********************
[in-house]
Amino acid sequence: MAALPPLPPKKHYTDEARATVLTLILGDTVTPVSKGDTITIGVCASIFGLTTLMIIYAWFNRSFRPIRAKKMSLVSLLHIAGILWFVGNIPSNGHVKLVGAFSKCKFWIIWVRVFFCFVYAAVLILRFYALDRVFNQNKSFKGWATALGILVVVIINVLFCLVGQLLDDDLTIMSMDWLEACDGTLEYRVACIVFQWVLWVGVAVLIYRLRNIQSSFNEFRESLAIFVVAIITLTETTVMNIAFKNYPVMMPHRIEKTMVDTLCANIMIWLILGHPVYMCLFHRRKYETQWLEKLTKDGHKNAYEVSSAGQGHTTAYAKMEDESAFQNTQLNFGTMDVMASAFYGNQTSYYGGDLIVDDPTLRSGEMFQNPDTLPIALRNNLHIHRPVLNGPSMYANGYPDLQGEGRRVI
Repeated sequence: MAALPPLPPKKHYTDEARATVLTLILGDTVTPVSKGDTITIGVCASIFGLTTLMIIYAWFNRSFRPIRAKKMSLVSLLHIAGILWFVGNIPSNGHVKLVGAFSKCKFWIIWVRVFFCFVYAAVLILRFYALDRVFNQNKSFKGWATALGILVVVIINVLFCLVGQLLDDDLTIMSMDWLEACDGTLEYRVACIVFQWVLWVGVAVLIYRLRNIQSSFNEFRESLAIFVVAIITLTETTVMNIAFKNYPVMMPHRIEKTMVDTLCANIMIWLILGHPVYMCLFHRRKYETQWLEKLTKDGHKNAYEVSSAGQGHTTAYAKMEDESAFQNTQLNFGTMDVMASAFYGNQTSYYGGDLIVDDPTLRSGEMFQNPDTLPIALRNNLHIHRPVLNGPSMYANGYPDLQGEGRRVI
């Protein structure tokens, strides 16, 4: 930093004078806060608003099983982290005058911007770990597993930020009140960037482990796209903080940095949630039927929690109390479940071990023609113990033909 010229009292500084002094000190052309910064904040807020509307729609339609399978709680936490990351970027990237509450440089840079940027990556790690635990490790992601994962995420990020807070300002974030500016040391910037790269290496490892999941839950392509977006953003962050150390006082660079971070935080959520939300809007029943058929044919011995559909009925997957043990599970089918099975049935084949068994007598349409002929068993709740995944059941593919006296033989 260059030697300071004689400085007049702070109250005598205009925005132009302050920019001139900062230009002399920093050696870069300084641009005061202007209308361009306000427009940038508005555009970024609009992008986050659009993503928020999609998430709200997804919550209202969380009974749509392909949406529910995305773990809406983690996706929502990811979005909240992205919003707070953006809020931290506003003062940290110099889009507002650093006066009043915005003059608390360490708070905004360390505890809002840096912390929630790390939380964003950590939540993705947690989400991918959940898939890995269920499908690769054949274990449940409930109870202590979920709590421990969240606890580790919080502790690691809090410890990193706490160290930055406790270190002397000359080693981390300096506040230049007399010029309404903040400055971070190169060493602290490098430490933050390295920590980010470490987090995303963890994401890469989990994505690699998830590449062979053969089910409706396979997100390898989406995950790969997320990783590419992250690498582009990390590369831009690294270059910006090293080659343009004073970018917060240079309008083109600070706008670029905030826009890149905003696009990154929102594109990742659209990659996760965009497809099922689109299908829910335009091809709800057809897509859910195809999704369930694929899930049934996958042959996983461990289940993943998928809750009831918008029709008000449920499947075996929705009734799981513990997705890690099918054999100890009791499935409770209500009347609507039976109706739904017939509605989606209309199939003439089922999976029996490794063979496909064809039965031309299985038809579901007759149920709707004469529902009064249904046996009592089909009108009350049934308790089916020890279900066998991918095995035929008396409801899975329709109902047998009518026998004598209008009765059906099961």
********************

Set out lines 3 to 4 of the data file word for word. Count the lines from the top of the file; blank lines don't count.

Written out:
Repeated sequence: MAALPPLPPKKHYTDEARATVLTLILGDTVTPVSKGDTITIGVCASIFGLTTLMIIYAWFNRSFRPIRAKKMSLVSLLHIAGILWFVGNIPSNGHVKLVGAFSKCKFWIIWVRVFFCFVYAAVLILRFYALDRVFNQNKSFKGWATALGILVVVIINVLFCLVGQLLDDDLTIMSMDWLEACDGTLEYRVACIVFQWVLWVGVAVLIYRLRNIQSSFNEFRESLAIFVVAIITLTETTVMNIAFKNYPVMMPHRIEKTMVDTLCANIMIWLILGHPVYMCLFHRRKYETQWLEKLTKDGHKNAYEVSSAGQGHTTAYAKMEDESAFQNTQLNFGTMDVMASAFYGNQTSYYGGDLIVDDPTLRSGEMFQNPDTLPIALRNNLHIHRPVLNGPSMYANGYPDLQGEGRRVI
């Protein structure tokens, strides 16, 4: 930093004078806060608003099983982290005058911007770990597993930020009140960037482990796209903080940095949630039927929690109390479940071990023609113990033909 010229009292500084002094000190052309910064904040807020509307729609339609399978709680936490990351970027990237509450440089840079940027990556790690635990490790992601994962995420990020807070300002974030500016040391910037790269290496490892999941839950392509977006953003962050150390006082660079971070935080959520939300809007029943058929044919011995559909009925997957043990599970089918099975049935084949068994007598349409002929068993709740995944059941593919006296033989 260059030697300071004689400085007049702070109250005598205009925005132009302050920019001139900062230009002399920093050696870069300084641009005061202007209308361009306000427009940038508005555009970024609009992008986050659009993503928020999609998430709200997804919550209202969380009974749509392909949406529910995305773990809406983690996706929502990811979005909240992205919003707070953006809020931290506003003062940290110099889009507002650093006066009043915005003059608390360490708070905004360390505890809002840096912390929630790390939380964003950590939540993705947690989400991918959940898939890995269920499908690769054949274990449940409930109870202590979920709590421990969240606890580790919080502790690691809090410890990193706490160290930055406790270190002397000359080693981390300096506040230049007399010029309404903040400055971070190169060493602290490098430490933050390295920590980010470490987090995303963890994401890469989990994505690699998830590449062979053969089910409706396979997100390898989406995950790969997320990783590419992250690498582009990390590369831009690294270059910006090293080659343009004073970018917060240079309008083109600070706008670029905030826009890149905003696009990154929102594109990742659209990659996760965009497809099922689109299908829910335009091809709800057809897509859910195809999704369930694929899930049934996958042959996983461990289940993943998928809750009831918008029709008000449920499947075996929705009734799981513990997705890690099918054999100890009791499935409770209500009347609507039976109706739904017939509605989606209309199939003439089922999976029996490794063979496909064809039965031309299985038809579901007759149920709707004469529902009064249904046996009592089909009108009350049934308790089916020890279900066998991918095995035929008396409801899975329709109902047998009518026998004598209008009765059906099961």